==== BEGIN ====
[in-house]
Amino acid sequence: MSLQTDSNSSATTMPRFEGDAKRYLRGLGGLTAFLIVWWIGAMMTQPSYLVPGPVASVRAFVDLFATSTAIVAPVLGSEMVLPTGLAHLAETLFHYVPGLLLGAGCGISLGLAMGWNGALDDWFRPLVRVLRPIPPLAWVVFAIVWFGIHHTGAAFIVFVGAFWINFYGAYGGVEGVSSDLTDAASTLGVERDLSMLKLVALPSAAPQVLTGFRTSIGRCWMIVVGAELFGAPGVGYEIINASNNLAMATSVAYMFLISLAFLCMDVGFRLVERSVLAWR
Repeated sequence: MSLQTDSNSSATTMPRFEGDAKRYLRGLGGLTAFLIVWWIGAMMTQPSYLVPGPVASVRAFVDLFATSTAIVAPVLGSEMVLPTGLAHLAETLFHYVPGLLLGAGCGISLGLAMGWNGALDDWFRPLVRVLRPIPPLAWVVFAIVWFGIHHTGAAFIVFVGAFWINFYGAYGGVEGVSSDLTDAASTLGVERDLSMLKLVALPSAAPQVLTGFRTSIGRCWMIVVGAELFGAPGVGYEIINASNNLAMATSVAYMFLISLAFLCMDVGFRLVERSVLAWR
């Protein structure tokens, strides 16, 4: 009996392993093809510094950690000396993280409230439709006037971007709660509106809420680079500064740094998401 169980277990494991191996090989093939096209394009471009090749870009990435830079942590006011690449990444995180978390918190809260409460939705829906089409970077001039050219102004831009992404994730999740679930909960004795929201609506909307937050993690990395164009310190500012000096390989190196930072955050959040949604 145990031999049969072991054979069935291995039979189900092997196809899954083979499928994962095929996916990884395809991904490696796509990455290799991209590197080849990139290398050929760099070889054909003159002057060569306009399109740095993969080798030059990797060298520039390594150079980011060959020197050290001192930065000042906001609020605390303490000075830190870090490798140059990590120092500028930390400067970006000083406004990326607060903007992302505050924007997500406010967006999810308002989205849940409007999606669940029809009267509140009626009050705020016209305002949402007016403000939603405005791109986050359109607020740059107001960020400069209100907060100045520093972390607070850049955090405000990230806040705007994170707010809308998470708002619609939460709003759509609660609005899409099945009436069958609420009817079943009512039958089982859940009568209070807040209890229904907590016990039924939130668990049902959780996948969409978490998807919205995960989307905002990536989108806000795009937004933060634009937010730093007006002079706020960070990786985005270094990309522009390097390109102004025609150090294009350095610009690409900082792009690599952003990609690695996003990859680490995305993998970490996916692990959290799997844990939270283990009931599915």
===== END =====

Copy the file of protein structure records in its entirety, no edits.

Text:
[in-house]
Amino acid sequence: MSLQTDSNSSATTMPRFEGDAKRYLRGLGGLTAFLIVWWIGAMMTQPSYLVPGPVASVRAFVDLFATSTAIVAPVLGSEMVLPTGLAHLAETLFHYVPGLLLGAGCGISLGLAMGWNGALDDWFRPLVRVLRPIPPLAWVVFAIVWFGIHHTGAAFIVFVGAFWINFYGAYGGVEGVSSDLTDAASTLGVERDLSMLKLVALPSAAPQVLTGFRTSIGRCWMIVVGAELFGAPGVGYEIINASNNLAMATSVAYMFLISLAFLCMDVGFRLVERSVLAWR
Repeated sequence: MSLQTDSNSSATTMPRFEGDAKRYLRGLGGLTAFLIVWWIGAMMTQPSYLVPGPVASVRAFVDLFATSTAIVAPVLGSEMVLPTGLAHLAETLFHYVPGLLLGAGCGISLGLAMGWNGALDDWFRPLVRVLRPIPPLAWVVFAIVWFGIHHTGAAFIVFVGAFWINFYGAYGGVEGVSSDLTDAASTLGVERDLSMLKLVALPSAAPQVLTGFRTSIGRCWMIVVGAELFGAPGVGYEIINASNNLAMATSVAYMFLISLAFLCMDVGFRLVERSVLAWR
């Protein structure tokens, strides 16, 4: 009996392993093809510094950690000396993280409230439709006037971007709660509106809420680079500064740094998401 169980277990494991191996090989093939096209394009471009090749870009990435830079942590006011690449990444995180978390918190809260409460939705829906089409970077001039050219102004831009992404994730999740679930909960004795929201609506909307937050993690990395164009310190500012000096390989190196930072955050959040949604 145990031999049969072991054979069935291995039979189900092997196809899954083979499928994962095929996916990884395809991904490696796509990455290799991209590197080849990139290398050929760099070889054909003159002057060569306009399109740095993969080798030059990797060298520039390594150079980011060959020197050290001192930065000042906001609020605390303490000075830190870090490798140059990590120092500028930390400067970006000083406004990326607060903007992302505050924007997500406010967006999810308002989205849940409007999606669940029809009267509140009626009050705020016209305002949402007016403000939603405005791109986050359109607020740059107001960020400069209100907060100045520093972390607070850049955090405000990230806040705007994170707010809308998470708002619609939460709003759509609660609005899409099945009436069958609420009817079943009512039958089982859940009568209070807040209890229904907590016990039924939130668990049902959780996948969409978490998807919205995960989307905002990536989108806000795009937004933060634009937010730093007006002079706020960070990786985005270094990309522009390097390109102004025609150090294009350095610009690409900082792009690599952003990609690695996003990859680490995305993998970490996916692990959290799997844990939270283990009931599915």